HIV and your immune system

HIV is dangerous because the virus destroys the very cells of your immune system that are supposed to be keeping you well: the CD4 cells.
HIV attaches itself to a CD4 cell and enters. It makes copies of itself inside the CD4 cell and then goes on to damage and destroy the cell. The new HIV viruses burst out of the CD4 cell and go off to find more cells to invade.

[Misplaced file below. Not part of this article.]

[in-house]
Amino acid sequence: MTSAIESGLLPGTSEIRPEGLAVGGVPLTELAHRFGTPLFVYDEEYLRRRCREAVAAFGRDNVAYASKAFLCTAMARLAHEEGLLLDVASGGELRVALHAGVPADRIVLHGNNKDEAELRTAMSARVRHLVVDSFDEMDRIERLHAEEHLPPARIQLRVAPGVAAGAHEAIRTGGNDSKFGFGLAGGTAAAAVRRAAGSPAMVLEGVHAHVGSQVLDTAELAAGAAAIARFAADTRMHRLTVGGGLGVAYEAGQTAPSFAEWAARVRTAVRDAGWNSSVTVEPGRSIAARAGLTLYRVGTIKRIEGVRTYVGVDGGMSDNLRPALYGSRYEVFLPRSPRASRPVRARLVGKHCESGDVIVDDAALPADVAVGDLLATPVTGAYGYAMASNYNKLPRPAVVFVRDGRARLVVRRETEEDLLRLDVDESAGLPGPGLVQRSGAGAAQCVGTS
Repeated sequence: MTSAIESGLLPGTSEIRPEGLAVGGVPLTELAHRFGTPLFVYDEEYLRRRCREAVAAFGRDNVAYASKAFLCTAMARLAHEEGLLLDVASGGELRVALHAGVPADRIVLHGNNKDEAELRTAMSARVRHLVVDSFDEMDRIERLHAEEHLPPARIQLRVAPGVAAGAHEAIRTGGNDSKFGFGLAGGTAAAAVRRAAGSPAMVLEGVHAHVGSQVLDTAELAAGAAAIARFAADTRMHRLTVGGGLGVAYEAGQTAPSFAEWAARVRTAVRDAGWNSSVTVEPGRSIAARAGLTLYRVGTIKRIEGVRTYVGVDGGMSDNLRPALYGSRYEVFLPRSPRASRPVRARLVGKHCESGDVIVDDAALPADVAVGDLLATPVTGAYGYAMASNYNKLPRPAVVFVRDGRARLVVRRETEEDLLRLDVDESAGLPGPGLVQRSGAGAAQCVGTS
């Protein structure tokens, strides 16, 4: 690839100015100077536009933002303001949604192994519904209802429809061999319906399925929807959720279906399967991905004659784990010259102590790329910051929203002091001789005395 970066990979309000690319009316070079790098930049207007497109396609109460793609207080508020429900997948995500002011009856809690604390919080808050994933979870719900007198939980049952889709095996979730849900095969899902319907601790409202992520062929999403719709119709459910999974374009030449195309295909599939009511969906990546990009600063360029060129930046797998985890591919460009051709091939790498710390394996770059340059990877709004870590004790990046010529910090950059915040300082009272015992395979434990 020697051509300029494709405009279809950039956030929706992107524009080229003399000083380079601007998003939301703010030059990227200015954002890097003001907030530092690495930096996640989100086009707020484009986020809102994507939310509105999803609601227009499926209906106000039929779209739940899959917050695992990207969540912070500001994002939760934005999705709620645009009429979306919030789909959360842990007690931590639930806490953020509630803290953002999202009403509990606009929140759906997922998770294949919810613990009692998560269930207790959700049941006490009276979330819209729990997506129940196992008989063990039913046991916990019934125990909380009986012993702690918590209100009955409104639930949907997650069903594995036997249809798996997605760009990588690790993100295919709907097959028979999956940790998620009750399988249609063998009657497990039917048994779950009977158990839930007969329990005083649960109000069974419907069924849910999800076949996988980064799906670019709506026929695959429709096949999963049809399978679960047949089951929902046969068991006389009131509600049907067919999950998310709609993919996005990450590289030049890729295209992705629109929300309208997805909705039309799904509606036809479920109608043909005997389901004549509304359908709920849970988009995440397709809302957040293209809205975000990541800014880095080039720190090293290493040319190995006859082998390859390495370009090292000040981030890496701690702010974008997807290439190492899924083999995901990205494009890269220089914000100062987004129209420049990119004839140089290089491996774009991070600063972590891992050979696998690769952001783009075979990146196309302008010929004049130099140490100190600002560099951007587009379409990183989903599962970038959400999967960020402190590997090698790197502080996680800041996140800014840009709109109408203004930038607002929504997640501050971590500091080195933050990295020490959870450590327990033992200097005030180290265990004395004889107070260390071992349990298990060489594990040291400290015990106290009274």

If the number of CD4 cells is reduced, the immune system has fewer cells to help it defend the body from other organisms. This means you are at greater risk of getting ill.

The immune system fights HIV infection by producing antibodies, but they are not effective without the CD4 cells.